I am not that savvy with Macintosh computers so I can't figure out why the install disk keeps ejecting when I attempt to boot from disk by holding down the "C" button or the option button.

It is not the optical drive as I was able to boot into Linux using a live CD.

While in Linux I formatted the hard drive I want to install the OS onto as HFS+ and had no problems.

I think I may be using the wrong installation disk since I can't confirm this disk belongs to this machine.

The disc reads:

VERSION 10.6.2

Computer identifies as:

A1186 MAC PRO 2.66QX/2X512/7300GT

How can I determine if this is the right disc and/or which is the latest retail disk I can use on this machine?

UPDATE: Thank you to everyone who took the time to answer. From what I am understanding from the responses collectively is that determining which install disk came with my machine is going to be not as straightforward as I thought. Second regardless of what I choose to do I would need to start with Snow Leopard first and then work my way up. I was thinking the along the same lines as in I probably dont have the right disk.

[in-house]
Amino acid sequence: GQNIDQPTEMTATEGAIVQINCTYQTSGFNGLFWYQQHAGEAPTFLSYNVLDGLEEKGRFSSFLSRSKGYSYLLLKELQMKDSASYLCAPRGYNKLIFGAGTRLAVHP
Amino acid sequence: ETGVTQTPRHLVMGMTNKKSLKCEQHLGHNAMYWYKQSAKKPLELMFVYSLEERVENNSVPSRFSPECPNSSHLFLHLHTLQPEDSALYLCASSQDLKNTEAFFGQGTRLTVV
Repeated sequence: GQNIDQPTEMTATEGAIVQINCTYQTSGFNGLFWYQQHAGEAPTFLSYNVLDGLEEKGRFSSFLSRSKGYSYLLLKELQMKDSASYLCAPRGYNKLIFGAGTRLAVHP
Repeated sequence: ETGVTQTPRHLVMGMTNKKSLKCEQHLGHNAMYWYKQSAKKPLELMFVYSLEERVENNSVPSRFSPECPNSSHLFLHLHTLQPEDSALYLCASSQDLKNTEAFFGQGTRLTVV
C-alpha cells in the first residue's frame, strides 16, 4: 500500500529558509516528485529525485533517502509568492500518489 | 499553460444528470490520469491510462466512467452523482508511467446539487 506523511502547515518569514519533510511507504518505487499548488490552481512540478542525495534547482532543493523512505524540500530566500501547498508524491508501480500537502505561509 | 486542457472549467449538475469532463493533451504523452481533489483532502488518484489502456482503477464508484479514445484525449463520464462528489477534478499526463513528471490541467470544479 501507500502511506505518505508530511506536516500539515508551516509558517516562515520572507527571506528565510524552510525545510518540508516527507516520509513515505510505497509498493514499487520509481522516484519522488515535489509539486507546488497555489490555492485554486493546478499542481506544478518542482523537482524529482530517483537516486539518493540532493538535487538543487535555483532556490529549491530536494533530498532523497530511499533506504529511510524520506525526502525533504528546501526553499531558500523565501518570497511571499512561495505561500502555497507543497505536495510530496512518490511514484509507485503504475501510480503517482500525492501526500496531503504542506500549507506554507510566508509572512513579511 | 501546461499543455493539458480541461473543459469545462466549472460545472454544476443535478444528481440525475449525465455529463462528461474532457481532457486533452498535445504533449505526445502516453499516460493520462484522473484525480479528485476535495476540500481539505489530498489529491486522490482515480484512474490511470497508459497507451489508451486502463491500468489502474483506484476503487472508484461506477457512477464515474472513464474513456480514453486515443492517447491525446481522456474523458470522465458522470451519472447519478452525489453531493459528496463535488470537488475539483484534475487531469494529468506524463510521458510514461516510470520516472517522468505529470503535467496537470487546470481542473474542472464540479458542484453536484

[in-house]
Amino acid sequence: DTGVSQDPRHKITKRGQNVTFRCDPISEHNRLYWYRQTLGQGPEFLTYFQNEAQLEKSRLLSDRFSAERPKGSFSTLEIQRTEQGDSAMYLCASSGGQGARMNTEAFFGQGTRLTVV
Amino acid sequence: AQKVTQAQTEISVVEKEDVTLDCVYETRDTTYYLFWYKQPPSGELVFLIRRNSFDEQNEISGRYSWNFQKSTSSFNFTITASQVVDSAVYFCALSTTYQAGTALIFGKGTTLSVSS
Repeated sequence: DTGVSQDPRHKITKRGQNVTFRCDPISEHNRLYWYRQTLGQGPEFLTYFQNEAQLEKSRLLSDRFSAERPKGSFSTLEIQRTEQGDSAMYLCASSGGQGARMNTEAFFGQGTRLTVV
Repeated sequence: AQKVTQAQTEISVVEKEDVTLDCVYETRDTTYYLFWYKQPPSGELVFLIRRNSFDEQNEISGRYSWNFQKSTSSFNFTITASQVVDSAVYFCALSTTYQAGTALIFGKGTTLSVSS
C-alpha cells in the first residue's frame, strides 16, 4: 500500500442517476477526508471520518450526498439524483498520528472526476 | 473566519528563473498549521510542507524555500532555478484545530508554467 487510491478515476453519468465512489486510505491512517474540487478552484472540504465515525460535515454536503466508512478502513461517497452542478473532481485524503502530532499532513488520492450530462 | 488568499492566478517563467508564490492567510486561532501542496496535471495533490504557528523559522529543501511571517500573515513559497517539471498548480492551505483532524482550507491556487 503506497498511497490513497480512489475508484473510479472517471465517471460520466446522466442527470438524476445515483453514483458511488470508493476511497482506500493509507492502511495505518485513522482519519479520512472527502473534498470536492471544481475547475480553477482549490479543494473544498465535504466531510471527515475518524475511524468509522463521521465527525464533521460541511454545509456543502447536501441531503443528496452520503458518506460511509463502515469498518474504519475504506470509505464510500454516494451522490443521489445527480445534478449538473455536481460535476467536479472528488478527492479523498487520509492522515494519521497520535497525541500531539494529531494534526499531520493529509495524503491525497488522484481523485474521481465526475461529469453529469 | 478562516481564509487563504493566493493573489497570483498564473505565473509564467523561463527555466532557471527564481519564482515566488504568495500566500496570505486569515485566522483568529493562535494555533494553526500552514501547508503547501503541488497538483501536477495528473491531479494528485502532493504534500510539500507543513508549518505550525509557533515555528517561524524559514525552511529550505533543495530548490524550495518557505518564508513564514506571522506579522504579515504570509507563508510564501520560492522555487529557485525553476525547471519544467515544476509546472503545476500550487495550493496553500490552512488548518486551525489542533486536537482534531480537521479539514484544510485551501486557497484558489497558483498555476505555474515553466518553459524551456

Since I posted this question I have been on the phone with Apple Support as Bmike had suggested for an unbelievable amount of time. The customer service rep was a nice guy I felt that he wanted to help but was ultimately not well versed with apple products from this time period. He told me that the disc I have isn't model specific and that any disc should work, he didnt seem to worried about weather it was the correct one. Also I gave him the serial number and despite this he could not tell me what specific disk I would need to boot, instead he focused on getting the machine to boot with the disc I had on hand. We tried every possible keyboard combination while booting, booting while connected to a network via ethernet, resetting the svram, nothing worked. He ultimately set me up with an appointment to an Authorized Service Center. I am not sure if I will go as I dont want to explain everything and spend time just so that the genius bar can conclude the same thing or worse tell me that this model is no longer supported (which is the most annoying statement) its like taking a 2009 Prius in for service and Toyota saying oh man sorry bro that model has been discontinued we only meant for you to buy our super expensive computer to use for 100k miles then we expect you to trash it and buy another one.